Even in states with higher-than-the-federal minimum wage, you will still need overtime or a second job to afford a one-bedroom apartment. Your best bet is in South Dakota, it turns out, where just 49 hours a week at minimum wage will get you a one-bedroom apartment. You’ll need to work longer hours if you plan to eat, of course.
There are (at least) two ways to interpret this report:
In the Federal Reserve’s “Report on the Economic Well-Being of U.S. Households in 2014″ (pdf):
Forty-seven percent of respondents say they either could not cover an emergency expense costing $400, or would cover it by selling something or borrowing money.
We have been members of the YMCA for a couple of years, now. It’s great in winter, when none of us want to stay warm. When the weather is nice, though, we would all much rather play outside. It seems silly to pay $122 per month for the five months we aren’t actually going to the gym.
And it is. There is a better option.
From Yahoo! Finance:
The jury found Portfolio Recovery Associates LLC guilty of violating the Fair Debt Collection Practices Act, for which it will pay $250,000 in damages, as well as maliciously prosecuting the woman, Maria Guadalupe Mejia, over the debt that did not belong to her. For the malicious prosecution, the jury awarded Mejia $82,990,000 in punitive damages.
The Servicemembers Civil Relief Act suspends judicial and administrative actions against service members while they are in active service so they can devote their attention to their duties. But there is a big, gaping loophole: mandatory binding arbitration.1
At MinnPost, Bill Lindeke reports on a silent war going on in Minneapolis and St. Paul. Predatory lenders staple their signs to utility poles and plant them in boulevards, and do-gooders like St. Paul City Council member Amy Brendmoen and North Minneapolis activist Jeff Skrenes take them down. It has even escalated — literally. Skrenes carries a 10′ ice scraper to reach the signs, which the lenders are posting out of reach to try to keep them up longer.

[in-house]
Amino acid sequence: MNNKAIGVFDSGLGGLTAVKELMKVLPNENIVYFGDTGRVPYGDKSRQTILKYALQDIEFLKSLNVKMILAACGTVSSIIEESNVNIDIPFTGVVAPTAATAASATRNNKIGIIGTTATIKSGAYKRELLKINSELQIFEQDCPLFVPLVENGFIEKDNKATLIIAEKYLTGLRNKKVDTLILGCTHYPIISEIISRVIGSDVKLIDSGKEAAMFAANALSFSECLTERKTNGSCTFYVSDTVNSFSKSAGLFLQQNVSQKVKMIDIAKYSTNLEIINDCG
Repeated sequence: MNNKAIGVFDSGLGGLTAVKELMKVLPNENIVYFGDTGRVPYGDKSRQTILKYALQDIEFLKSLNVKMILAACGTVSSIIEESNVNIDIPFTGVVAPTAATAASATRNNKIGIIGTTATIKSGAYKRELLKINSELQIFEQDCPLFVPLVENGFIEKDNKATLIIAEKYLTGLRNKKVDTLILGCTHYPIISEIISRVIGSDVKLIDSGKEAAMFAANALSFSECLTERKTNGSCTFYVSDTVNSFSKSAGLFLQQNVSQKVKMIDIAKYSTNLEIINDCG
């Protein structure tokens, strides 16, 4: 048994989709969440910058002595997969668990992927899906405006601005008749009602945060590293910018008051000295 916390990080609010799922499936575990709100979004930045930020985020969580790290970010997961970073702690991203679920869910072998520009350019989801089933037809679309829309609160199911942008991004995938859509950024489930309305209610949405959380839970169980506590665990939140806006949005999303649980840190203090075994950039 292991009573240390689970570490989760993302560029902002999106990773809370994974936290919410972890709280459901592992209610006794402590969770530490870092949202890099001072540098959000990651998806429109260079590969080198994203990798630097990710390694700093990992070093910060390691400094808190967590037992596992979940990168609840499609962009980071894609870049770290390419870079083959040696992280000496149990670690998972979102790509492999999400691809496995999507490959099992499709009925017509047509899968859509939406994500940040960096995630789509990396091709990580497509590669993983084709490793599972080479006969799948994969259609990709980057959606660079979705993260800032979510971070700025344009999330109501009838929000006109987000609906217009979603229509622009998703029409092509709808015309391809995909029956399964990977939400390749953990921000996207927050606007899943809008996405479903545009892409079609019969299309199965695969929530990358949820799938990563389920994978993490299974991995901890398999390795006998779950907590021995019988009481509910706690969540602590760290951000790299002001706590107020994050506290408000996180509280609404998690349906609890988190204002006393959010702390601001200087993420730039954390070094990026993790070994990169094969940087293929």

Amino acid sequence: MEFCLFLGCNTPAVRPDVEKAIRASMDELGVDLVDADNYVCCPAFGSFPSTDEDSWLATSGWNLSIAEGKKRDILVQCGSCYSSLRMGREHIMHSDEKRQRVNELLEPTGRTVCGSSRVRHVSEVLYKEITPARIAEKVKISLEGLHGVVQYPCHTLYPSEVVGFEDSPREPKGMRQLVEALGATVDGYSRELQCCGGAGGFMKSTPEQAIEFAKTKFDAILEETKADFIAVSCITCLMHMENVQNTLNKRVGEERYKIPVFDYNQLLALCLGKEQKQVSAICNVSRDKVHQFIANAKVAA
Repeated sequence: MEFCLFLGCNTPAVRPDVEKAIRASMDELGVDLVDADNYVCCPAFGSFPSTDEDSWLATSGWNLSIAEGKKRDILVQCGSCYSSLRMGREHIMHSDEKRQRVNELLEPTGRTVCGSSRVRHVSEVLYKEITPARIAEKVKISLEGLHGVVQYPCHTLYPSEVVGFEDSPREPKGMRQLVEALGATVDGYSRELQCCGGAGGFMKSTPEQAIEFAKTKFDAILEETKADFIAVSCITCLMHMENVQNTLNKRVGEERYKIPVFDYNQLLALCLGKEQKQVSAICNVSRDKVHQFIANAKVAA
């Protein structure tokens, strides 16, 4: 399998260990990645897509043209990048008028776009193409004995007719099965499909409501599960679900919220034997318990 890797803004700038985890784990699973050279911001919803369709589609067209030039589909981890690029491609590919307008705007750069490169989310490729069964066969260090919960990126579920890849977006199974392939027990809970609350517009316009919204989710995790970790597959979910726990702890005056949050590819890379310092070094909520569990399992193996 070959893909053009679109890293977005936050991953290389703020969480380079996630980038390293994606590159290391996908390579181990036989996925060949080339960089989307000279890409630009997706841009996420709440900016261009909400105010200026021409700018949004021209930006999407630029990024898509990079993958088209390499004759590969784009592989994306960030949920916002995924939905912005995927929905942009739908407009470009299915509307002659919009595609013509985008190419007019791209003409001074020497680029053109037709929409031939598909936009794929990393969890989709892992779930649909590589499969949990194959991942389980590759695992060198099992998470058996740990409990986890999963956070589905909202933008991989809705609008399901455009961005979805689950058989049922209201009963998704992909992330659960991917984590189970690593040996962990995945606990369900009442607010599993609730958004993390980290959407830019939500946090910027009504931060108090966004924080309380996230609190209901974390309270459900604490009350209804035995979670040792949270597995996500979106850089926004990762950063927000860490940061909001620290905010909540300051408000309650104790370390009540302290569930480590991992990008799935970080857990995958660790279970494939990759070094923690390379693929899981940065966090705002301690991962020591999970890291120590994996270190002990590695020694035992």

The signs are illegal, and the people and companies posting them are generally engaging in some form of DIY predatory lending — offering a bad deal to people struggling with a mortgage that was probably a bad deal to begin with. It must work, because the signs keep going up even though people like Brendmoen and Skrenes keep taking them down.
But there are better options for homeowners struggling with a mortgage. Both the Minnesota Homeownership Center and Habitat for Humanity have phone hotlines and can help homeowners figure out what they can do. The best option is almost certainly not taking a fraction of the equity in cash or converting bad mortgage into a bad contract for deed.